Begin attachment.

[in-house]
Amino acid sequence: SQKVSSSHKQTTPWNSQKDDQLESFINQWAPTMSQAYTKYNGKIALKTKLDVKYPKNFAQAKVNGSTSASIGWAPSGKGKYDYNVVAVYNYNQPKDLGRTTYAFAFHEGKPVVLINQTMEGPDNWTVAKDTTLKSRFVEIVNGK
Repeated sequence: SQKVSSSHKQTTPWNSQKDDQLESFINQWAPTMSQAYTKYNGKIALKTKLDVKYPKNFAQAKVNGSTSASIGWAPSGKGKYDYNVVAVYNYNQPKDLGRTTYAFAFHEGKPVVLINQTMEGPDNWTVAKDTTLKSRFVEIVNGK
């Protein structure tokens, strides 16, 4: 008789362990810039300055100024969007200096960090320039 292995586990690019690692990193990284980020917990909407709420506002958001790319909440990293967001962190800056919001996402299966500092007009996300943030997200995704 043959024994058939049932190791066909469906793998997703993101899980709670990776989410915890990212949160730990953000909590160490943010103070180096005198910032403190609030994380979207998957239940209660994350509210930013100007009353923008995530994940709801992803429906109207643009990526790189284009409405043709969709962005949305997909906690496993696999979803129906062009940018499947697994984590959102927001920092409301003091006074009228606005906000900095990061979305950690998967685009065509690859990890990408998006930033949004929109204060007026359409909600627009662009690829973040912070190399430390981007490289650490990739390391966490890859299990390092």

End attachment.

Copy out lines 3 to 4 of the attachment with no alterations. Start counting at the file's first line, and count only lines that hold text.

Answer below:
Repeated sequence: SQKVSSSHKQTTPWNSQKDDQLESFINQWAPTMSQAYTKYNGKIALKTKLDVKYPKNFAQAKVNGSTSASIGWAPSGKGKYDYNVVAVYNYNQPKDLGRTTYAFAFHEGKPVVLINQTMEGPDNWTVAKDTTLKSRFVEIVNGK
């Protein structure tokens, strides 16, 4: 008789362990810039300055100024969007200096960090320039 292995586990690019690692990193990284980020917990909407709420506002958001790319909440990293967001962190800056919001996402299966500092007009996300943030997200995704 043959024994058939049932190791066909469906793998997703993101899980709670990776989410915890990212949160730990953000909590160490943010103070180096005198910032403190609030994380979207998957239940209660994350509210930013100007009353923008995530994940709801992803429906109207643009990526790189284009409405043709969709962005949305997909906690496993696999979803129906062009940018499947697994984590959102927001920092409301003091006074009228606005906000900095990061979305950690998967685009065509690859990890990408998006930033949004929109204060007026359409909600627009662009690829973040912070190399430390981007490289650490990739390391966490890859299990390092």